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CSFB Releases FX Module for Online Trading

Credit Suisse First Boston (CSFB) has released Prime Trade FX, another part of the Prime Trade suite of online products to be released globally to third party customers outside the CS Group of companies.

Prime Trade originally launched as a listed derivatives service about two years ago, but the system was expanded to include currencies and fixed income products last year. The latest release boasts increased functionality on the clearing side, as well as post-trade features such as settlement and a sophisticated reporting package. The new version also provides access to CSFB’s prime brokerage business.

The FX module officially launched in late December and currently has around 15 customers and rising, according to Ben Cohen, head of fixed income and derivatives e-commerce for CSFB in New York. Cohen believes this will easily number around 100 by the end of the quarter, now that Y2K concerns have abated.

Philippe Buhannic, who is responsible for fixed income’s e-commerce marketing, believes e-commerce will become the most important distribution tool for banks. Besides research and the electronic communications lines, Buhannic says customers are most interested in the speed of pricing and execution. “With Prime Trade FX, there is very fast online credit checking, there are no limits for size, and we cover a wide range of products – spot, swaps and forwards,” he adds.

All prices are dealable, two-way prices that are broadcast constantly. “This is not glorified email. Customers can deal in real-time and transactions are confirmed within seconds,” says Buhannic.

Customer interest began with CTAs and money managers, but is beginning to draw in more and more small banks, according to Buhannic. “We’ve discovered a niche with small banks in Europe, because these institutions don’t always have complete market making coverage, but do have genuine business to transact,” he says, adding that Prime Trade will soon be extended to the corporate treasury market.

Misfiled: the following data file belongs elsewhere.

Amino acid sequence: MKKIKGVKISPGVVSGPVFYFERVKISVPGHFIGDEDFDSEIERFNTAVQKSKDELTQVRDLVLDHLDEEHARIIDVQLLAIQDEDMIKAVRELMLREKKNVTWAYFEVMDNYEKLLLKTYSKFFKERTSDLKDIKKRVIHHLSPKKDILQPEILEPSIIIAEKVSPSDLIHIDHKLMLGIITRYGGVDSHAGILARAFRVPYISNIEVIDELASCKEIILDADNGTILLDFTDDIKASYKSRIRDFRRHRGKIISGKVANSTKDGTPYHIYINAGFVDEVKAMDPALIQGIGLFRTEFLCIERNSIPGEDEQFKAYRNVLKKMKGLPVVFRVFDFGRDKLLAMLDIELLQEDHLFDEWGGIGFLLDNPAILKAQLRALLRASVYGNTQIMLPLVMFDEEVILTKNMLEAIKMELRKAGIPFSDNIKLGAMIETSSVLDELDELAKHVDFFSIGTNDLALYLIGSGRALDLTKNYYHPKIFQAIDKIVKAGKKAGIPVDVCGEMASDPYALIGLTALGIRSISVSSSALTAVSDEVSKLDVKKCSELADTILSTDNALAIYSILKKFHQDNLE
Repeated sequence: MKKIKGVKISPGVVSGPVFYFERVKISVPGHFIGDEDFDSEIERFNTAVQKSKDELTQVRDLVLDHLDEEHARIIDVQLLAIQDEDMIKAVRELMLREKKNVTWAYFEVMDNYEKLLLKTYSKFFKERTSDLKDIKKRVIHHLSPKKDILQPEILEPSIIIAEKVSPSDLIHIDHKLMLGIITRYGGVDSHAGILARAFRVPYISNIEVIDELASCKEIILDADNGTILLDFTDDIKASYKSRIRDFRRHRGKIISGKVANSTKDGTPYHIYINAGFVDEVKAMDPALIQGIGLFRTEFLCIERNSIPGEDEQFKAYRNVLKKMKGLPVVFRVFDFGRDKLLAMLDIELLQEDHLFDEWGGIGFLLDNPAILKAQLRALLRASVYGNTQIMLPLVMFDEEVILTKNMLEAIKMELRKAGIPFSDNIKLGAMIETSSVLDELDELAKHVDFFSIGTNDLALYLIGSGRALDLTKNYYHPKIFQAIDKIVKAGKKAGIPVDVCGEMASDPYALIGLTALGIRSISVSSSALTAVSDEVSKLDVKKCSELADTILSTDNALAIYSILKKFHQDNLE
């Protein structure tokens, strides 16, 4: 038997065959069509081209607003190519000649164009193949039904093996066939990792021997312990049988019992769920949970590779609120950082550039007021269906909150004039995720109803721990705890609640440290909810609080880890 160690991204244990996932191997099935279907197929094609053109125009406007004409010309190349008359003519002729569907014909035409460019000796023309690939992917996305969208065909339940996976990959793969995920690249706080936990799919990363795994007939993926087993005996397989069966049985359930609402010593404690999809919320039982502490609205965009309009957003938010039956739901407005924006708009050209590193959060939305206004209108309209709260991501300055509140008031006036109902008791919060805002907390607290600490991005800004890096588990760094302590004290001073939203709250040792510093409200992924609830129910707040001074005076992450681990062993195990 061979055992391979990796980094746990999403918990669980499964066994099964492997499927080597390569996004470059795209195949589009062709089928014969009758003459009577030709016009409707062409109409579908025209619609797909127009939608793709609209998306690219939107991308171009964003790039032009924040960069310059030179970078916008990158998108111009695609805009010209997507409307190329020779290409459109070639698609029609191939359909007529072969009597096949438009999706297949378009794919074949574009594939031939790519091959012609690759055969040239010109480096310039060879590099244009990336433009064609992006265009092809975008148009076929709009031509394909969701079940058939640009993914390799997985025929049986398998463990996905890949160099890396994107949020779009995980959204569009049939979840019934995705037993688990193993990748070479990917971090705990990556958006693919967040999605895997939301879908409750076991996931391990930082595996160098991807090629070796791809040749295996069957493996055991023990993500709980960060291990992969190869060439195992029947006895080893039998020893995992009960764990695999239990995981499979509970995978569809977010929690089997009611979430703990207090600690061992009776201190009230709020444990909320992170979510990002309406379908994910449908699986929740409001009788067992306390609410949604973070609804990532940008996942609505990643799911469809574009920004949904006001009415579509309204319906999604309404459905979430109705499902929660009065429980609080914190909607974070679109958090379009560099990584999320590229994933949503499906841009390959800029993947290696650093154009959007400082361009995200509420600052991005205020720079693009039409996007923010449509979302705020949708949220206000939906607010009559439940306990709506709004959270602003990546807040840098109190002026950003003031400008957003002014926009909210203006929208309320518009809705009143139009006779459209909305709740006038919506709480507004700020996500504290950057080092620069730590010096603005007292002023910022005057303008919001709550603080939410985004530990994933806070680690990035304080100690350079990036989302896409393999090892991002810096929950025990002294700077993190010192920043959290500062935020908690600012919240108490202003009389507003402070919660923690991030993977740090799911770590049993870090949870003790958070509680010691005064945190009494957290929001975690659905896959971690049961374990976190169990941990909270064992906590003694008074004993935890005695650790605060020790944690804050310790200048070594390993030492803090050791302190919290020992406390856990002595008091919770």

Prime Trade FX covers the actively traded G20 currencies. The next phase will be to extend the FX module to include emerging markets currencies and NDFs. During upcoming months, CSFB will rollout additional modules so third party users will soon be able to view several different asset classes on a single screen, explains Cohen.

“We want to differentiate ourselves by the multi-product nature of Prime Trade,” says Cohen. “Customers will be able to build single product pages or composite pages where they can mix and match different products. So a client will be able to execute as many as three legs of a deal simultaneously on a single page. This is a big selling point and will increase as we continue to add products.”

Another scheduled release is an application programming interface (API), which should be available by March. “The API will allow us to seamlessly communicate with our customers, who can trade and clear in a single window,” says Buhannic.

The service also has a back office facility that allows customers to see their trades and positions in real-time. Cohen says Prime Trade offers straight-through processing (STP), something that isn’t widely available in FX. “Given the high numbers of tickets between customers, the ability to have front to back office automation means a significant cost savings,” says Cohen, “And we will be releasing a new version of our existing system by the end of February.”

“Prime Trade is an overall risk reduction system, providing an STP solution. It has prices, limits, and order and position management, all of which can be exported directly to the back office,” adds Buhannic.

“We may not have been the first to market in FX, but we are working to deliver a very sophisticated product. We want to differentiate ourselves by giving clients robust functionality on their desktop,” says Buhannic.

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